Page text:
The seminar leader had been out of her Subaru for five minutes before the puppets came out of her tote bag. Two of them. “I feel like you’re not listening,” a jackal says to a giraffe. They’re arguing. I have just turned 30, and a friend asked me to bail her out of a couples retreat in Malibu (boyfriend problems).
The woman has come to teach us how to argue. Or how to stop arguments. This, annoyingly, made me pretty angry. Because the grown woman with the puppets wants us to stop using the word “you.” Use of the second person is the most unintentionally offensive when arguing with a person: “You make me feel like you’re not listening.”
Generally, people fight when they confuse or conflate thoughts, feelings and emotions.
The puppetmaster in our Malibu house is about to explain a simple and powerful method. It has a terrible name, and therefore, it is the most underused method you’ll ever love: Non-Violent Communication.
Generally, people fight when they confuse or conflate thoughts, feelings and emotions. They’re three separate things, and keeping them separated is the best way to break up an argument. In an argument, your thoughts, feelings and emotions are having the contretemps. The easiest way to spot this is when someone begins an argument by saying, “I feel like…” when they really mean, “I think.”
To make it worse: no one in Malibu is listening to me. So let’s break it down.
1. Make an observation.
“Report only what a video camera could see,” says the therapist. Part of the reason you’re having an argument is that you’re angry, or someone is angry at you. Seek common ground in your observation. I’ll try it: “Yesterday when we talked in the living room, I gave an opinion and no one responded.”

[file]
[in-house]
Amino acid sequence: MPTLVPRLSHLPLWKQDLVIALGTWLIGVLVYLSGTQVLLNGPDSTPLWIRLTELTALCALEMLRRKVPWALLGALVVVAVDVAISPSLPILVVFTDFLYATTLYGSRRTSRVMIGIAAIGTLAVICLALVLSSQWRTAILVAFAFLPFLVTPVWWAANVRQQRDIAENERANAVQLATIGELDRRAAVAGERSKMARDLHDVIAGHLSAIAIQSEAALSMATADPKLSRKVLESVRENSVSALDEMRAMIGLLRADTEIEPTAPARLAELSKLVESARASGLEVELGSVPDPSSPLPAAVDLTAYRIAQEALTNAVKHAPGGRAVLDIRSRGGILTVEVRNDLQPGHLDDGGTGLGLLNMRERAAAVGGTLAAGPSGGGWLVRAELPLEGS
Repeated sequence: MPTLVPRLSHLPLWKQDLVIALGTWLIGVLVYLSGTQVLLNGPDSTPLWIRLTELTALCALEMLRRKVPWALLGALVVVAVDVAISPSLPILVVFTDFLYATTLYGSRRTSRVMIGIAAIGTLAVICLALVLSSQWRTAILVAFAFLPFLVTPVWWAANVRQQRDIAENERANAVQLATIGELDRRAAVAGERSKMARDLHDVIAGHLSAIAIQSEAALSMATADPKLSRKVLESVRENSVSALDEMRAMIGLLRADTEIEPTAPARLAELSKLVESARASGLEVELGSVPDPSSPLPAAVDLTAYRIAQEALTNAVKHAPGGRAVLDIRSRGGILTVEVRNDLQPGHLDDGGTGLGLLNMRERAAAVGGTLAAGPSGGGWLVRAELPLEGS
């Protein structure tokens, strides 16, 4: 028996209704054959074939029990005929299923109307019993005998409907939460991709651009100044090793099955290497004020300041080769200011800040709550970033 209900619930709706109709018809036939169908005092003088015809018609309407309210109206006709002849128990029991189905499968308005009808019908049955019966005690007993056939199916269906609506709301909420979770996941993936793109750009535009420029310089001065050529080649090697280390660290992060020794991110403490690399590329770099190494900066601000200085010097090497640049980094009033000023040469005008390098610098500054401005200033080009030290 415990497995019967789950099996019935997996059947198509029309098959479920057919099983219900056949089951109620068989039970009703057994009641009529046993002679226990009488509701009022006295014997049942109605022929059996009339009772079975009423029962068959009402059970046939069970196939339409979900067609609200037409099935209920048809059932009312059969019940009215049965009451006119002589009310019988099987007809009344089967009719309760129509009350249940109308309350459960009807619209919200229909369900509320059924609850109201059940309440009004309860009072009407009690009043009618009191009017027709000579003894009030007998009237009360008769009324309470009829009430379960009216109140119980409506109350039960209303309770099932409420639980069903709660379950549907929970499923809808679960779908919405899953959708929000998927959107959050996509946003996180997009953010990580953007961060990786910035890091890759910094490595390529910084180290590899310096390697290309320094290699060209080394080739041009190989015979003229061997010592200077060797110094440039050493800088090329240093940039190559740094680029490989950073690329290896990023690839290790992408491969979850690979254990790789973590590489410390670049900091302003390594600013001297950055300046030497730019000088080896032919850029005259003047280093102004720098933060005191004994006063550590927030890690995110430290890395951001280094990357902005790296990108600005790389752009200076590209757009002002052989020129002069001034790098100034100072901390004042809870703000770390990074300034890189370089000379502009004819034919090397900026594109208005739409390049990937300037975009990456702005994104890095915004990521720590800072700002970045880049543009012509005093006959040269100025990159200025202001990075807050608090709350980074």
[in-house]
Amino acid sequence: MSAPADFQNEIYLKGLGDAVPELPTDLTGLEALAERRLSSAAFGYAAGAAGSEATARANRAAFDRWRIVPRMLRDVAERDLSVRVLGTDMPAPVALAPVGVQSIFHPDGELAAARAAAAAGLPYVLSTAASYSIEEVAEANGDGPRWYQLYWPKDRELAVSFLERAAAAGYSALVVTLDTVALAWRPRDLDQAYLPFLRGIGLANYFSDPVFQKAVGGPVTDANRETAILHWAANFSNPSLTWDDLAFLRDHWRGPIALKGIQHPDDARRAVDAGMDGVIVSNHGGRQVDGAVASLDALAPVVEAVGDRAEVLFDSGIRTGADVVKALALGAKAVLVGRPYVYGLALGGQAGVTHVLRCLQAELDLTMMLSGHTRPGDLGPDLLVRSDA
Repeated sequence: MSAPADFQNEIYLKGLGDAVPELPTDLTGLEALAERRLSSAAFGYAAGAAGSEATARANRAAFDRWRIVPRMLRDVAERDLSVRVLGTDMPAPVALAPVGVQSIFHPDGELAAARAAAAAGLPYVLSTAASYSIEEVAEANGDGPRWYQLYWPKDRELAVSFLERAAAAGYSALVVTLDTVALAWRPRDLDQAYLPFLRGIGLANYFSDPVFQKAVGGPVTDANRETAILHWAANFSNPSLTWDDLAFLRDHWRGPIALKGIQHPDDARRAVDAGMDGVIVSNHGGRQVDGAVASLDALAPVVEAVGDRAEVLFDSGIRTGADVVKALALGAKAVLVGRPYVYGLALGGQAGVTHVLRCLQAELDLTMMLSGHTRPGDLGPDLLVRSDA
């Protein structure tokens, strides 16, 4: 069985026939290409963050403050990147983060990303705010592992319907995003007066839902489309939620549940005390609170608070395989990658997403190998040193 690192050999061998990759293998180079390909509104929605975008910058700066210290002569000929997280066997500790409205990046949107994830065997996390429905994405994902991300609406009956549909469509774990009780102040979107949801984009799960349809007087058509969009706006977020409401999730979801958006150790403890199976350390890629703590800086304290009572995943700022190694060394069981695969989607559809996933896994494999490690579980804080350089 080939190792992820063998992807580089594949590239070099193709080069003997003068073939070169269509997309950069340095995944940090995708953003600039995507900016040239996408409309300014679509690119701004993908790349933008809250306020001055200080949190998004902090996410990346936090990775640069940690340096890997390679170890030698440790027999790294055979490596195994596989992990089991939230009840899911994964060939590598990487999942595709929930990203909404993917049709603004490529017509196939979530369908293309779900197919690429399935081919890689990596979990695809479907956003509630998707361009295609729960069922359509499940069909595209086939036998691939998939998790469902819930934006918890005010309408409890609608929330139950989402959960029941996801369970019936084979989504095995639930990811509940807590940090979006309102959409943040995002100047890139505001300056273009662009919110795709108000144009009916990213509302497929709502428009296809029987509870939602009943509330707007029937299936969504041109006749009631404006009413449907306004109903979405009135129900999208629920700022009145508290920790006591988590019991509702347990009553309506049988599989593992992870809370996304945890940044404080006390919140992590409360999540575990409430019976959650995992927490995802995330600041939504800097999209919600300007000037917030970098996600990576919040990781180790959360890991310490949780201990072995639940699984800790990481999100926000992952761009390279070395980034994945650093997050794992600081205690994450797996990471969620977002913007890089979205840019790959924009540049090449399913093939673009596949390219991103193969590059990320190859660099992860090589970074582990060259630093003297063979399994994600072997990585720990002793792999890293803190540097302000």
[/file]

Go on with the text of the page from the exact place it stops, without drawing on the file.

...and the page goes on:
2. Identify the feeling.
Honesty is key here. Identify the feeling without judgment: “I felt sad/frustrated/angry…” Beware of “faux-feelings”: attacked, betrayed, manipulated, bullied. These have strong emotions attached to them, but they’re not feelings; they’re observations steeped in bitter, bitter feelings.
3. Identify the need not being met.
One of the assumptions of NVC is that we all have the same needs and they are not in conflict. It’s just that our strategies for getting our needs met are in conflict. So own it. “I have a need for safety/respect/consideration…”
4. Make a request
This is the part you wanted all along. “I feel like you’re not listening” is really a shitty way of saying, “I want you to listen and respond to me.” Own your request and state it boldly. Nothing will move a disagreement further forward: “When we have a discussion and I give an opinion, can I request that you take a moment to respond to it before we move on?”
Almost everyone says “yes” because you’re not attacking them. You’re owning how you feel. They can identify with your simple needs, and you’re asking for something small. For the master class you can add, “Please let me know if that feels like a request or a demand.”
Will you feel stupid doing this the first time? Yes. But once you try it, you realize that every argument is 20 minutes of people being stupid when they could do this in under a minute.
For the samurai level: use this method to disarm another person’s attack: “When we talk sometimes we move on without asking your thoughts. This makes you feel isolated or angry, because you have a need for consideration. Can I make a request? Next time it happens please let me know.”